Short-term responses of two contrasting species of earthworms in an agricultural soil amended with coal fly-ash

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dc.contributor.author Muir, MA
dc.contributor.author Yunusa, IAM
dc.contributor.author Burchett, MD
dc.contributor.author Lawrie, R
dc.contributor.author Chan, KY
dc.contributor.author Manoharan, V
dc.date.accessioned 2009-12-21T02:29:24Z
dc.date.issued 2007-05
dc.identifier.citation Soil Biology and Biochemistry, 2007, 39 (5), pp. 987 - 992
dc.identifier.issn 0038-0717
dc.identifier.other C1 en_US
dc.identifier.uri http://hdl.handle.net/10453/3610
dc.description.abstract With the renewed interest in the use of coal fly-ash for amendment of agricultural soils in Australia, we assessed how earthworms, as indicators of soil health, responded to this ameliorant. We assessed survival, weight, burrowing and elemental concentrations for earthworms of a native unnamed Megascolecid species and of exotic Aporrectodea trapezoides in intact soil cores treated with an alkaline fly-ash at rates equivalent to 0, 5 and 25 t/ha over 6 weeks. Fly-ash did not affect survival, growth, number of burrows created or phosphorus solubilisation. Transfer of the earthworms to the new environment having vastly different pH from where they were collected, and possibly overcrowding, caused mortality in the soil cores for all treatments. A. trapezoides that had smaller individuals suffered mortality of 12% compared with 23% for the larger earthworms of Megascolecids. Earthworms of Megascolecids each increased their weight by 0.24g (25% of their original weight) while those of A. trapezoides lost 0.18g each (21% of their original weight). The difference in growth between the two earthworms was associated with grazing habit and probably with the large difference in the pH between source soil and that of the core soil. Megascolecids appeared to minimize grazing on ash-tainted soil and so ingested less Zn, which was more abundant in the fly-ash than in the soil, compared with A. trapezoides that had elevated concentration of this metal. Extractable P in the soil was increased with both species of earthworms, more so with the exotic species that solubilized 11% more P than the native Megascolecids. The benign influence of fly-ash on survival and growth of worms was associated with the pH of soil remaining unchanged during the six weeks of incubation. © 2006 Elsevier Ltd. All rights reserved.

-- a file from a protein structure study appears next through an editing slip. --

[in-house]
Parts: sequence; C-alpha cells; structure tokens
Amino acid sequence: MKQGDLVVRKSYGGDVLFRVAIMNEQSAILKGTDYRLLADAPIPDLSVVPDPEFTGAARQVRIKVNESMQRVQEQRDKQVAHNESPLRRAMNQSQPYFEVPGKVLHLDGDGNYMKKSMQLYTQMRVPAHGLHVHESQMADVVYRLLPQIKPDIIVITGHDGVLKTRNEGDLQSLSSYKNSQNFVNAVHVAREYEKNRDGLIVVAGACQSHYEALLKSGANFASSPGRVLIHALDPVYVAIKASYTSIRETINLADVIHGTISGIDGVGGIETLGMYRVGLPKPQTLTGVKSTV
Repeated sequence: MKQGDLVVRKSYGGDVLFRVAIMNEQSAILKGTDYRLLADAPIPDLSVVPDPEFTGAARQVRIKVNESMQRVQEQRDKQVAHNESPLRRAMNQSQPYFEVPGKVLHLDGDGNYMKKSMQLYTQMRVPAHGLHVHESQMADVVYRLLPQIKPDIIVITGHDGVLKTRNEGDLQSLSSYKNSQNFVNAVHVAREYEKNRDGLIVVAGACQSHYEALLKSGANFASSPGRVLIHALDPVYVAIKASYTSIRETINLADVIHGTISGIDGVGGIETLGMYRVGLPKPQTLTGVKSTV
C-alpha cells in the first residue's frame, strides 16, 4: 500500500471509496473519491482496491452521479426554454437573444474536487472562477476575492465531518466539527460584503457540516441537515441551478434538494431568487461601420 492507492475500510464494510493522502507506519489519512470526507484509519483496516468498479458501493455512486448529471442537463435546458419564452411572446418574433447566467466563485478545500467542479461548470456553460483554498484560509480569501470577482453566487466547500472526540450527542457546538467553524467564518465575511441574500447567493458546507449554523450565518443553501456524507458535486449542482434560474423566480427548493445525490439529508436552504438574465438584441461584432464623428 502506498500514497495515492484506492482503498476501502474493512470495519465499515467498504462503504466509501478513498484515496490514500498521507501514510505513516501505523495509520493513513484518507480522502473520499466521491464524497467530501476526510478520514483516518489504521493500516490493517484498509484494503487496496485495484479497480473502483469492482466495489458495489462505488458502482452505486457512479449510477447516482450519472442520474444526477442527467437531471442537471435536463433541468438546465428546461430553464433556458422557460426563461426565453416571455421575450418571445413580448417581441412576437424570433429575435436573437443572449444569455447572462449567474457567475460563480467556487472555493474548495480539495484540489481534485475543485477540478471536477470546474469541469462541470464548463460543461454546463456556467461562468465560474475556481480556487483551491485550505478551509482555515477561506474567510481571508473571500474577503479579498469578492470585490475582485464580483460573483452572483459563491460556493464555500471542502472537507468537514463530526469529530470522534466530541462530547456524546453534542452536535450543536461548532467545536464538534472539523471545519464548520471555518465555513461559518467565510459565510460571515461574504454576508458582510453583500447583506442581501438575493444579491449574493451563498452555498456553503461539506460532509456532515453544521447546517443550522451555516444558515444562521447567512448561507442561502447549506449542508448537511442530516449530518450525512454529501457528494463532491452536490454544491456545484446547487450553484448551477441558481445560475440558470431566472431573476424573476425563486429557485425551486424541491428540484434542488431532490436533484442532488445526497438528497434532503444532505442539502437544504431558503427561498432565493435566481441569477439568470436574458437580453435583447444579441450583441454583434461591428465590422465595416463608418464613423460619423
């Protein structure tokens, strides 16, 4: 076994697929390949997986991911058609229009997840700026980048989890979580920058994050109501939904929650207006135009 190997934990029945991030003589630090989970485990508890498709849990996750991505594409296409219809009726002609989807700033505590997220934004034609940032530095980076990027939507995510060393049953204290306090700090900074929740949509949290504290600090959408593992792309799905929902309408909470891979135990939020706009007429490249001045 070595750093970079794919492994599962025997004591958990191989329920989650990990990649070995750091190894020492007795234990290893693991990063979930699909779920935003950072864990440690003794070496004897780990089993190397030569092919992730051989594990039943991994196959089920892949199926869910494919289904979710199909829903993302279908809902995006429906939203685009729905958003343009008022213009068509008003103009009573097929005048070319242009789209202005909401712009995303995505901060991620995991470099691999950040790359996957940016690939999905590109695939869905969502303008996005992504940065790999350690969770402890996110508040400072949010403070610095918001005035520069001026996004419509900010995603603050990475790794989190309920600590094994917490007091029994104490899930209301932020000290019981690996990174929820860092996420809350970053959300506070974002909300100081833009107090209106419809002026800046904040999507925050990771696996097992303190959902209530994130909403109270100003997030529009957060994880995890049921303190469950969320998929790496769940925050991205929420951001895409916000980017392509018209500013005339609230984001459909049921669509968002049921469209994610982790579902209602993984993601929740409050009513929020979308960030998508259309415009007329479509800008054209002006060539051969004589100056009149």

dc.language eng
dc.relation.isbasedon 10.1016/j.soilbio.2006.10.006
dc.title Short-term responses of two contrasting species of earthworms in an agricultural soil amended with coal fly-ash
dc.type Journal Article
dc.description.version Published
dc.parent Soil Biology and Biochemistry
dc.journal.volume 5
dc.journal.volume 39
dc.journal.number 5 en_US
dc.publocation United Kingdom en_US
dc.identifier.startpage 987 en_US
dc.identifier.endpage 992 en_US
dc.cauo.name DVCRch.Institute for Water & Environmental Resource Mgmnt en_US
dc.conference Verified OK en_US
dc.for 0602 Ecology
dc.personcode 101663
dc.personcode 030005
dc.personcode 995955
dc.personcode 107130
dc.percentage 100 en_US
dc.classification.name Ecology en_US
dc.classification.type FOR-08 en_US
dc.description.keywords Earthworm casts
dc.description.keywords Extractable phosphorus
dc.description.keywords Heavy metals
dc.description.keywords Soil amendment
pubs.embargo.period Not known
pubs.organisational-group /University of Technology Sydney
pubs.organisational-group /University of Technology Sydney/Faculty of Science
utslib.copyright.status Closed Access
utslib.copyright.date 2015-04-15 12:17:09.805752+10
pubs.consider-herdc true
utslib.collection.history Uncategorised (ID: 363)
utslib.collection.history Closed (ID: 3)
utslib.collection.history Closed (ID: 3)


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